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Prior to legislative actions in 1946, the federal government basically had immunity from civil lawsuits. Today, the Federal Tort Claims Act (FTCA) constitutes a limited waiver of sovereign immunity and allows citizens to file tort claims against the government and its agents. If the negligent behavior of a federal employee causes loss of life, property damage or personal injury while they are performing their job, the victim or their survivors may have the right to seek compensation to the same extent as from a private individual in similar circumstances.
Claims against the government or any government employee involve complex laws and can be further complicated by special protection and provisions. First, federal torts are presented in a federal court as a bench trial (heard before a judge only), so there are obvious differences in how your legal team will approach the presentation of your claim. Although the court will apply the laws of the state where the act, accident or omission occurred, it is imperative that your attorney has experience in the bench trial process.
At Spohrer Dodd Trial Attorneys, our Jacksonville federal tort claim attorneys have provided stellar representation and have a strong record of successful verdicts and settlements in serious personal injury cases where the negligent party was a government agent, employee or contractor. Military medical malpractice is an important part of our FTCA practice.
For a free, confidential review of your case, call 904-309-6500 or contact us online.
Filing a malpractice claim against the government requires compliance with a rigorous set of rules and procedures and may take a substantial amount of time to conclude. Active duty service personnel are generally ineligible to sue the United States for injury sustained while in service. The exception to the FTCA dates back to a 1950 Supreme Court decision known as the FERES (pronounced “fairies”) Doctrine.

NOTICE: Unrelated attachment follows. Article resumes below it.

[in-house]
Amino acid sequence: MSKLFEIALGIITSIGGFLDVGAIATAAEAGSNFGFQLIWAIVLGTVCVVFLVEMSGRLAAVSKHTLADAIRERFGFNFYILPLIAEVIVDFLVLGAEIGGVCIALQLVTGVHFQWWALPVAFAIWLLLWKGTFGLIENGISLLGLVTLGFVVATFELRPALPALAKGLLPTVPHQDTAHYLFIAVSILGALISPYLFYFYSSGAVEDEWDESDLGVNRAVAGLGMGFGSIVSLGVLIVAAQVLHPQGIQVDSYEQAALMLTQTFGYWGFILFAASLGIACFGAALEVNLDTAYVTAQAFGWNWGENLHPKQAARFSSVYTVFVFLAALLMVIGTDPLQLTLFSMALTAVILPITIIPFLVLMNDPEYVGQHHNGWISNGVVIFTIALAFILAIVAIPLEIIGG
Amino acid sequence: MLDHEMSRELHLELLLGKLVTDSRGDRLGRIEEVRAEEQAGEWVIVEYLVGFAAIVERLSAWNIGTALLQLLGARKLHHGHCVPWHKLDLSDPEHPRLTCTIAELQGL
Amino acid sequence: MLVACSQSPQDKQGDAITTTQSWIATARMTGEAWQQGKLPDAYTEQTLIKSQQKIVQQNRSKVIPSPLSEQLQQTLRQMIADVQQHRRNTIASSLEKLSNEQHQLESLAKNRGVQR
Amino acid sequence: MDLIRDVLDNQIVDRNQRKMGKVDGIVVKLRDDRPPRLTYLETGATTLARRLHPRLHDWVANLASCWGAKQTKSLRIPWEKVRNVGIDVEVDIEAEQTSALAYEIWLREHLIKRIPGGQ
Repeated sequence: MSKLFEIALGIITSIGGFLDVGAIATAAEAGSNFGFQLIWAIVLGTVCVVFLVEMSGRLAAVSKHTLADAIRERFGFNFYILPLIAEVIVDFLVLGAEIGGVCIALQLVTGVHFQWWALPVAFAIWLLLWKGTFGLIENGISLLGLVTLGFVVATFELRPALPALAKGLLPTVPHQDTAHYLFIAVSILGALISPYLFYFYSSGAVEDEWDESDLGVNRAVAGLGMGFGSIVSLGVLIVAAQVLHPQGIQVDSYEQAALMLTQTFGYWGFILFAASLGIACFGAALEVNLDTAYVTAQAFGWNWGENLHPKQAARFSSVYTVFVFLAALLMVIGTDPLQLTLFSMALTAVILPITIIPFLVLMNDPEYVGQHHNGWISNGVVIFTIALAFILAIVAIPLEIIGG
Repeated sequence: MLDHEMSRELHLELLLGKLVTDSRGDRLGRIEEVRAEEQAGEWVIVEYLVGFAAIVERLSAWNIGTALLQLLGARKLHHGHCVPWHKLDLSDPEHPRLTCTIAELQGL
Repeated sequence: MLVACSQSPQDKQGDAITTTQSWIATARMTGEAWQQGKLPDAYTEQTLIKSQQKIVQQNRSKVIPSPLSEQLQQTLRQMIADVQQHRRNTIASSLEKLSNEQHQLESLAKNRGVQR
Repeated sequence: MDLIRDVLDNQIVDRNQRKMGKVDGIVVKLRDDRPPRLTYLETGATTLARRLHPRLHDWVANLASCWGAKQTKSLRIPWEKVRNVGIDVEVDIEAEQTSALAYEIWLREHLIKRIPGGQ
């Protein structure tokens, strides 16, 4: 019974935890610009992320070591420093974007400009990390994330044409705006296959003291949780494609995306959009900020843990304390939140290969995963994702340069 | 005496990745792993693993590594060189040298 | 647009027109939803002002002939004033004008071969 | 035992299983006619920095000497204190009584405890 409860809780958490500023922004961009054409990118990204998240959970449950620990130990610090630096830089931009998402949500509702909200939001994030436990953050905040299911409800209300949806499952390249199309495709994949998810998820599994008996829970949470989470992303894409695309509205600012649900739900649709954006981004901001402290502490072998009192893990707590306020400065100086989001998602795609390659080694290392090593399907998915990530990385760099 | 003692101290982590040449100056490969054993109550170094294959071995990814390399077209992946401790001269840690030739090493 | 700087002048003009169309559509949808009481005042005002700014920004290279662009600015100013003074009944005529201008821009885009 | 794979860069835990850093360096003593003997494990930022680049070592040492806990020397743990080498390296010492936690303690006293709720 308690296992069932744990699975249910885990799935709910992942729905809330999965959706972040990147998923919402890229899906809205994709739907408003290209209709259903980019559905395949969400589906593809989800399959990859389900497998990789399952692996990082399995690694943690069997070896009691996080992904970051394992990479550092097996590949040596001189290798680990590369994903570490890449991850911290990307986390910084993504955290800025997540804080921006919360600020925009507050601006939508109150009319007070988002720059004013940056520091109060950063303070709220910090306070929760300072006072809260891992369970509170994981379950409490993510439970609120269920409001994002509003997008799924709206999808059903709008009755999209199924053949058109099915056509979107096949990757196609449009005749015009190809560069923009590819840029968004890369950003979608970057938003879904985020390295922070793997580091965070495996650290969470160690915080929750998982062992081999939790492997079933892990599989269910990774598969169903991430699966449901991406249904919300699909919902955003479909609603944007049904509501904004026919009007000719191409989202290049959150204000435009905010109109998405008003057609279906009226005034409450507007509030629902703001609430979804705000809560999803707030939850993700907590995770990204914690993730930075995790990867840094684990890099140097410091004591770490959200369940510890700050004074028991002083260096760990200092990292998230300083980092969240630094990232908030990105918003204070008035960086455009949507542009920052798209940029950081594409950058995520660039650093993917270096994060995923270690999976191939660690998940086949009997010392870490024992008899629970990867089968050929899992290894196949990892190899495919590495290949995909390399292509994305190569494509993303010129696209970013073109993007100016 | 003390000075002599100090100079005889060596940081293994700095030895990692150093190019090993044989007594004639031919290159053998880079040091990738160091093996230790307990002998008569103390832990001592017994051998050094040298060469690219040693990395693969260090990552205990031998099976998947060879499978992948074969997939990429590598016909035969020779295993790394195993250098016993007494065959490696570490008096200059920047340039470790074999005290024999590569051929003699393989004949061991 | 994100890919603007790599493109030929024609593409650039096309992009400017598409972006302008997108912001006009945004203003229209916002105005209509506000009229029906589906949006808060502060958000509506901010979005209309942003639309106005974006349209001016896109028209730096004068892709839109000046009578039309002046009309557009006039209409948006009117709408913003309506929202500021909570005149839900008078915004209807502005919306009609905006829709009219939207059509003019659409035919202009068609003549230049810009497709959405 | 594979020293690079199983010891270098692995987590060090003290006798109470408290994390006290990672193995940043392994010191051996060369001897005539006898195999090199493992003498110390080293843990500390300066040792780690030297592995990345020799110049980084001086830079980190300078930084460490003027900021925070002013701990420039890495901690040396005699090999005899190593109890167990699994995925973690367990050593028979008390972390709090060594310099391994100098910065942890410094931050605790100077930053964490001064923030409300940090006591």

Other circumstances that impact the viability of a federal tort claim include:
Even though the FTCA assigns responsibilities similar to those of a private citizen committing the same act, there are certain limitations outlined in the act that can apply. For example, after Congress passed the FTCA, the U.S. Supreme Court upheld the government’s immunity (the FERES Doctrine) for cases involving active members of the armed forces who sustained injuries in the course of duty. Since other sources exist for compensation of their injuries, active-duty service members cannot bring a lawsuit against the government.
Some basic limitations and exceptions regarding FTCA lawsuits include:
Again, numerous circumstances can apply when bringing a suit under the provisions of the FTCA. For example, contractors who are treated as employees may be liable for their actions. Additionally, certain federal law enforcement officers may be sued for intentional misconduct. Once it has been determined that you do have a valid claim, it must still be filed within strict time limits. Plus, federal tort claims must first be filed as an “administrative claim” with the federal agency responsible for the negligent act. This is typically accomplished using a standard government form (SF 95).
You may have the right to file a claim against the United States if you have been involved in an accident with a government vehicle, injured by a government employee fulfilling the responsibilities of their employment or damaged by the actions, or lack thereof, of government employees or contractors acting as employees in a veteran’s hospital. However, due to the unique laws that govern the process of making a claim against the government, seeking the help of an experienced federal tort claims attorney can make a huge difference in the outcome.
If you or a loved one has been injured by the negligent or unreasonable behavior of government employee or agency, contact our Jacksonville FTCA lawyers at 904-309-6500 to determine your best course of action.